Since the release of Volatility in 2007, I have been in good contact with AAron, who is much more social than I am and took the annual effort to keep in touch. Fast forward to 2021, where I managed Shell’s Threat and Analytics team and a large group of great analysts across different regions. AAron asked during our annual catch-up if I was interested in joining Volexity. He hit a nerve there as I missed doing the hands-on memory forensics, malware analysis, and investigations, so I said yes. And I’m thrilled that I did, as I’m now doing even more hardcore investigations and a bit of business expansion globally.

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FF: For those not familiar with Volexity, can you tell us a bit about what the company does?

Volexity is mission oriented and known for tackling the most technical and challenging aspects of modern digital investigations. It’s led by a respected team of subject matter experts from the commercial, open source, government, and defense industries.  Having pioneered the field of memory forensics and built the world’s most widely used memory forensics tool (Volatility), the team continues to build the next generation of digital investigation products. By combining cutting-edge research with advanced threat intelligence capabilities, we are also able to change the way traditional security services are delivered. 

Volexity has an equally amazing team of practitioners that delivers MDR, Network Security Monitoring, Incident Response, and Threat Intelligence services to highly targeted organizations around the globe.  While there are a lot of organizations claiming to deliver these types of services, there is a reason that Volexity is often in the news for discovering new zero-days and exposing sophisticated intrusion campaigns. Volexity generally gets the call when an organization’s leadership team is looking for concierge-level support directly from a team of experts, who literally wrote the books I used to rely on in my previous work.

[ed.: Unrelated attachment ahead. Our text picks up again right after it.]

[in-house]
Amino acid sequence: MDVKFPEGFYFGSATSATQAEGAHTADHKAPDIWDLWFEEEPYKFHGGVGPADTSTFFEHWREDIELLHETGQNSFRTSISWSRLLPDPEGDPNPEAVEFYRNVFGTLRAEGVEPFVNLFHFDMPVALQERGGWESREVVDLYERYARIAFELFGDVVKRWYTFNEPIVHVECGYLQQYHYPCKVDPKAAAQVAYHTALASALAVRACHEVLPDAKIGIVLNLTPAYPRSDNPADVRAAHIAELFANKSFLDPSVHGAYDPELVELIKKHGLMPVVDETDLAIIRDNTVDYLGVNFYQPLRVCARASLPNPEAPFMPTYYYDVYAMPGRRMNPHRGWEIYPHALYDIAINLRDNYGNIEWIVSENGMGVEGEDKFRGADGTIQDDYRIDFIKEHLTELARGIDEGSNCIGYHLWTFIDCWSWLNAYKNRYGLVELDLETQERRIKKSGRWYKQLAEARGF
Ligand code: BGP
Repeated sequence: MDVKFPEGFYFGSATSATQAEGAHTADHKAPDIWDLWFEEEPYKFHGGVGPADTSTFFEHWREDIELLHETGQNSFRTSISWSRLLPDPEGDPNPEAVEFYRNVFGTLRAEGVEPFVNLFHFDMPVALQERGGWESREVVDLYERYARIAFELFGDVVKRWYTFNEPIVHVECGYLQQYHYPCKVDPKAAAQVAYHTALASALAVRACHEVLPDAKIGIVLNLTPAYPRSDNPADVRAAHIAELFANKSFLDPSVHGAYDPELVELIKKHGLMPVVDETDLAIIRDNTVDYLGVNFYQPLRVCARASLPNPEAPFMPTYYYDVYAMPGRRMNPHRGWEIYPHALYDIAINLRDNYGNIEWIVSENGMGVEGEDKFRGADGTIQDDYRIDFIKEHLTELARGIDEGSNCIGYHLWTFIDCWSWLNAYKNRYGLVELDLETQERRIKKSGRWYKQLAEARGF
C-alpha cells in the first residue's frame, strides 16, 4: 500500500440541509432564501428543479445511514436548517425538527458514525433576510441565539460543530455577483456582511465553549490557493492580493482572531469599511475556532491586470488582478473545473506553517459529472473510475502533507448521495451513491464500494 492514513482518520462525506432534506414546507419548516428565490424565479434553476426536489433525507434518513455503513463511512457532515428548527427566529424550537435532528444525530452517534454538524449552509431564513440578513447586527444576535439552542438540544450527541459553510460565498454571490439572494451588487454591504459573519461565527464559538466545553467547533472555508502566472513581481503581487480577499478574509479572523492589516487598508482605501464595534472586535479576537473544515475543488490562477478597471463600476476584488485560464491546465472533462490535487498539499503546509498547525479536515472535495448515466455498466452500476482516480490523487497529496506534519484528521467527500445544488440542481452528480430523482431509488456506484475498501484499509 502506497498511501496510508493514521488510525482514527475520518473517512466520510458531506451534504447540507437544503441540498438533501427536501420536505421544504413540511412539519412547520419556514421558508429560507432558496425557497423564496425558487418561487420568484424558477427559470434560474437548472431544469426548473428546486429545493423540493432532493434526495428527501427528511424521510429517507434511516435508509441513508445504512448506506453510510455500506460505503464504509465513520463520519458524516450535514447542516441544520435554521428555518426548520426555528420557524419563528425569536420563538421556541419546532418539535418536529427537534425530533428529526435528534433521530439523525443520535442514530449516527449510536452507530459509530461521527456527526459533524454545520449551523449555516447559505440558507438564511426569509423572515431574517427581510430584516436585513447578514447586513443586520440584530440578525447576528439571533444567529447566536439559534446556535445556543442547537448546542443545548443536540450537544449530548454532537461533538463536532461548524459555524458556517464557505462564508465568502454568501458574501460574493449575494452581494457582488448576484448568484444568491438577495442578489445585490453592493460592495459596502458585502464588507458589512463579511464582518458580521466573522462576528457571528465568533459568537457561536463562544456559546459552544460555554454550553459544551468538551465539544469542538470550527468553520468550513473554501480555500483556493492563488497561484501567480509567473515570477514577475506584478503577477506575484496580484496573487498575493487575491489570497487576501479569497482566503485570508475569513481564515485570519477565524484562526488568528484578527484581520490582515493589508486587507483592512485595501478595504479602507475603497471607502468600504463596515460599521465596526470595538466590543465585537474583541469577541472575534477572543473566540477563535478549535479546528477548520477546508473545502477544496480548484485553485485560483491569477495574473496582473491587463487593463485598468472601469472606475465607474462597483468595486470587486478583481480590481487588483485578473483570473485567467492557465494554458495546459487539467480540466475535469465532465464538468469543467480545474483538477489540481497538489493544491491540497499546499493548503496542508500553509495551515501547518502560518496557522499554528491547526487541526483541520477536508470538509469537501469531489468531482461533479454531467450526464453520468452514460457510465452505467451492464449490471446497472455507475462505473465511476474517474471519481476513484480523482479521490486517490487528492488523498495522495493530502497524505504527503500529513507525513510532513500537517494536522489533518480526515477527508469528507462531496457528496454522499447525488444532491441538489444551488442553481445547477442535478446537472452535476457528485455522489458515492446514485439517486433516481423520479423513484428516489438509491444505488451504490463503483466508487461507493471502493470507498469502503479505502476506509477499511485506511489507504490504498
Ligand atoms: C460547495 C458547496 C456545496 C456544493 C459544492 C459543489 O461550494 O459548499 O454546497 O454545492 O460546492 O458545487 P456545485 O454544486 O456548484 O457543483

FF: Tell us more about Volexity’s two solutions, Volcano and Surge.

One of the first challenges investigators face is having reliable and verifiable data acquisition capabilities, especially when it comes to volatile memory. Unfortunately, investigators often rely on open source tools that have been abandoned, or poorly maintained commercial products. As the original developers of Volatility, the team spent many years helping investigators troubleshoot corrupted memory samples or failed collection attempts. Thus, Volexity built Volexity Surge Collect Pro to provide reliable memory acquisition capabilities across Windows, Linux, and macOS. Since its launch, these capabilities have also been expanded to include file system artifacts and OS runtime state information. Surge has dedicated teams for each operating system to make sure the software is thoroughly tested and maintained. As a result, commercial and government organizations across the globe rely on Surge as a critical capability in their DFIR toolbox. Our enterprise customers also frequently integrate Surge with their existing EDRs, SOARs, or cloud security platforms to expand their digital collection capabilities.